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Related FAQs:  TWA Invertebrates, Fishes of the Tropical West Atlantic, Tropical West Atlantic 2

Related Articles: Algae, Vascular Plants, Introduction to Fishwatcher's Guide Series Pieces/Sections, Lachnolaimus maxiumus/Hogfish, Hogfishes of the Genus Bodianus

Invertebrates, Algae and Vascular Plants of The Tropical West Atlantic: Bahamas to Brazil, Part 12

To: Part 1, Part 2, Part 3, Part 4, Part 5, Part 6, Part 7, Part 8, Part 9, Part 10, Part 11, Part 12, Part 13, Part 14, Part 15,


Bob Fenner


Crinoids: Sea Lilies, Feather Stars: Often misidentified as brittle stars or entirely overlooked as hidden or decorative ornaments due to their plant-like appearance, immobile/anchored sea lilies and the related, mobile feather stars make up the most ancient class of the phylum echinodermata, the Crinoidea (cry-noi-day-ah).

Due to easy breakage, suspension feeding habits and shy and retiring behavior these animals are considered challenging to keep. Most are doomed from difficulties accumulated from the time of their collection to delivery to your outlet. Feather stars need not be impossible however, as you will see.

Davidaster rubiginosa, the Golden Crinoid. 7-10 inches, twenty arms of variable color, found in water of 30-130 foot depth. Cozumel image. Arm/pinnule close-up by Di. 

Nemaster grandis, the Black & White Crinoid. Tropical west Atlantic; southern Caribbean.  Forty arms that are darkish/black with white tips. Live completely exposed night and day, perched on top of sponges, corals, reefs for filter feeding. Bonaire pix.

Sea Stars: Completely marine echinoderms of obviously overall pentaramous symmetry. Live oral side down, feeding on a myriad of sedentary invertebrates and detritus, detrital infauna.

Consider the Reticulated Seastar (Oreaster reticulatus), a large starfish common in the Turtle grass beds of the tropical west Atlantic. Growing to twenty inches in diameter, it consumes mollusks, even oysters in heavily calcified, tightly shut shells, methodically and with a voracious appetite. Like others in this fascinating Class, the Reticulated Seastar possesses a cleverly evolved arsenal of hydraulic tube feet connected to an elaborate water-vascular system that encircles the animal's mouth and extends via five radial canals down the center of each arm. Below: an Oreaster in Belize's shallows, an individual at night off Cozumel, and an aquarium specimen.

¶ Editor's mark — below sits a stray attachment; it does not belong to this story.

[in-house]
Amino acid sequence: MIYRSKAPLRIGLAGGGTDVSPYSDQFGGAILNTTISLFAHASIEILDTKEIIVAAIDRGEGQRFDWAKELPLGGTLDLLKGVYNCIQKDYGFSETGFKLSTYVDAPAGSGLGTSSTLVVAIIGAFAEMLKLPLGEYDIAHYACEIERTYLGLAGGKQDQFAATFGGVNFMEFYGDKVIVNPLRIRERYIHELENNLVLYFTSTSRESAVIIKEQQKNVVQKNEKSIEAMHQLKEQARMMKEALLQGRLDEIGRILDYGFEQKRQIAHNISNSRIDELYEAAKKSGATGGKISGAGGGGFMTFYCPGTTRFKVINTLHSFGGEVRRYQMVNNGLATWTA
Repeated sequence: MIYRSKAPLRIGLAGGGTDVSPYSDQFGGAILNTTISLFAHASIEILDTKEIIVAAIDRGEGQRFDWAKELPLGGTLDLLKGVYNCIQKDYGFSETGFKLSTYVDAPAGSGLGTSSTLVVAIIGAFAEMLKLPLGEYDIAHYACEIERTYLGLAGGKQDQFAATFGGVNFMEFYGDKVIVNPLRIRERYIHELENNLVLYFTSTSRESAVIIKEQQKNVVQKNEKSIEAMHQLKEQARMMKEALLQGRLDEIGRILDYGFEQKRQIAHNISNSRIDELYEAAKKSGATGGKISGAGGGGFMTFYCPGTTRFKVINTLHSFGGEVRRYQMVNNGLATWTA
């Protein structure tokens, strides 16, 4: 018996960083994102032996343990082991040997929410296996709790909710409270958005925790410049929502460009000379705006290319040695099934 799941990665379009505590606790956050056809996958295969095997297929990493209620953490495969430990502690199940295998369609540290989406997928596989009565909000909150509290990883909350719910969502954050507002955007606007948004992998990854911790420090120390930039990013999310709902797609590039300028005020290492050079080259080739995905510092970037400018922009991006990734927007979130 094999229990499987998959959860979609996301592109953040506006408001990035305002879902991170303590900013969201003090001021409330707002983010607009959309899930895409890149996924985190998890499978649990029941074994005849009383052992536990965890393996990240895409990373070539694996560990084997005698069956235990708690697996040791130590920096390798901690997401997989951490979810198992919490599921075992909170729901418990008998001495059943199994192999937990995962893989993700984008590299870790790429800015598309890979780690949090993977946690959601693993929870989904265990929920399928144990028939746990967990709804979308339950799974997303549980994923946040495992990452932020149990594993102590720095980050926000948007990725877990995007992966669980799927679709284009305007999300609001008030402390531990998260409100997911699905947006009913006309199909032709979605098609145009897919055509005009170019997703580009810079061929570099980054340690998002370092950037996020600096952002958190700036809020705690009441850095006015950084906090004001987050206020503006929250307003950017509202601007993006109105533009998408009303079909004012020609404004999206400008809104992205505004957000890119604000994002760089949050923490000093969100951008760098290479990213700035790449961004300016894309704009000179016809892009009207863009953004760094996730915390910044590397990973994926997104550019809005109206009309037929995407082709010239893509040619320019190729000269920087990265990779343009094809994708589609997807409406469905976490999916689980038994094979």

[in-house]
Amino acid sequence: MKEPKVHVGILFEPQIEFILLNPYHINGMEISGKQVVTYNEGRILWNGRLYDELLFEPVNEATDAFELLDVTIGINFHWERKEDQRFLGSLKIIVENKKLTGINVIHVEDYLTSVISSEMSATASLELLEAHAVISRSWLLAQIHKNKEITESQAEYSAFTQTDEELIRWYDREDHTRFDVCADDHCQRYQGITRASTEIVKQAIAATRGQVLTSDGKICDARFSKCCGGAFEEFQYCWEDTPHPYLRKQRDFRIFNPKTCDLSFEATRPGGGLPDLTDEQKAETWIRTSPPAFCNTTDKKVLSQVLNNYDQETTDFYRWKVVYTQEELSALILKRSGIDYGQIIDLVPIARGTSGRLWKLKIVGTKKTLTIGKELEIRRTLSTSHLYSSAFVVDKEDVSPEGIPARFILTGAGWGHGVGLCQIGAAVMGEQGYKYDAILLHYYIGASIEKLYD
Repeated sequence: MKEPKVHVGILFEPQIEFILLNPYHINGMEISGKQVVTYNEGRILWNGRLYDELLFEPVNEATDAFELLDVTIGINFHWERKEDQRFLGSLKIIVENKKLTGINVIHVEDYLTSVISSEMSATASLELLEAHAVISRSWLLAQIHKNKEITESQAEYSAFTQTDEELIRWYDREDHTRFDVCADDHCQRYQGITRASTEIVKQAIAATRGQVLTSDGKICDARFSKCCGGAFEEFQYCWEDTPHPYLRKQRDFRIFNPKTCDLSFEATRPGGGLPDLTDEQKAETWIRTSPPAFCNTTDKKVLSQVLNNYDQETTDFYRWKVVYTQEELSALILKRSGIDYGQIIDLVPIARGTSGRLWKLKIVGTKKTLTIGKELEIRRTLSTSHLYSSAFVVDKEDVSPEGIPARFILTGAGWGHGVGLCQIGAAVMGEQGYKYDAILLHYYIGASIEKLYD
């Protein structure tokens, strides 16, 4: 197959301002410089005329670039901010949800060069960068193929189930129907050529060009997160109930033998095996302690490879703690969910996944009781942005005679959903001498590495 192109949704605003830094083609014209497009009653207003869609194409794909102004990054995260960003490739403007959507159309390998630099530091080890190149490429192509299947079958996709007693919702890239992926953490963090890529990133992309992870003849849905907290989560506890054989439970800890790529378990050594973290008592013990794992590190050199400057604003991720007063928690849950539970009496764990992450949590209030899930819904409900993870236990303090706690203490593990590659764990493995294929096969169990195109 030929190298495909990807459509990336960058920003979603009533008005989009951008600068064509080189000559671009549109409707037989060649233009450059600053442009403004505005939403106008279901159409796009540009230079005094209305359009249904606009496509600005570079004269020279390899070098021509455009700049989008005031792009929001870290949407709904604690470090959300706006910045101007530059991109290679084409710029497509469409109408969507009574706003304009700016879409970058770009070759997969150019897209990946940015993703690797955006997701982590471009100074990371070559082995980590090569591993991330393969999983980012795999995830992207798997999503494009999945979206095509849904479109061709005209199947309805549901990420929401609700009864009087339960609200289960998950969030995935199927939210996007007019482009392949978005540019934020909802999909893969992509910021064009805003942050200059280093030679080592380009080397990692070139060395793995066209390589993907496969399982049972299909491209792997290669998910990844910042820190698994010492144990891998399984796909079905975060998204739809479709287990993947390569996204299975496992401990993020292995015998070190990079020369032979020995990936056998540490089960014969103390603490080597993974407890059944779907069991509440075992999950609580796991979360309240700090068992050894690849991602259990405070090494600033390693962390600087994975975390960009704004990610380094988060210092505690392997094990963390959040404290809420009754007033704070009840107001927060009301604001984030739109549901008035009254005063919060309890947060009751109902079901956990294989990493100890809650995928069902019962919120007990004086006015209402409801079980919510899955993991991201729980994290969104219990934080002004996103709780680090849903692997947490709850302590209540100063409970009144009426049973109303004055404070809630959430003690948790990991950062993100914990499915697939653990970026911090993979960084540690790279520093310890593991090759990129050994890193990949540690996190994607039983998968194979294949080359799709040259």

Linckia guildingi Gray 1840, the Green Linckia. Usually with five (sometimes 4 or 6) arms that are cylindrical in cross section. Skin appears smooth but is coarse with low, hard nodules. Though called "green" occurs in other colors (tan, beige, brown, blue, reddish). Big Island Hawaii pix. 

Brittle/Serpent and Basket Stars. The Brittle or Serpent Stars are grouped as the Class Ophiuroidea, characterized by having highly mobile arms that can be used to assist in (relatively) rapid motion. These starfish-like echinoderms are decidedly quicker and more delicate than asteroids. Their common name is derived from their sinuous, snake-like movements, and the fact that they're truly brittle and break away easily if they come under attack. The podia in this class are generally used as sensory organs, rather than for active feeding as with their kin, the asteroids. There are more than 2,000 described species worldwide, and they're found congregating throughout shallow reef environments, hiding under rocks and within and between other living organisms. 

Ophiocoma paucigranulata, the Spiny Brittle Star. Tropical West Atlantic. 4-6 inches in diameter. Have pale colored arms in their middles. Found in association with living corals. Cozumel image at night.

Ophiothrix suensonii, the Sponge Brittle Star. Tropical West Atlantic. 2 1/2- 3 1/2". Live principally on sponges. Also found on fire coral and gorgonians. Arms bear a dark line running down their mid-line. Cozumel pix. 

Basket Stars:

One fast mention of the bizarre Basket Stars. Though some folks have reported reasonable success in their husbandry (see references below), these nocturnal animals are by no means easy to keep in captive conditions. They require specialized, large facilities, and diligence in their food preparation and administration.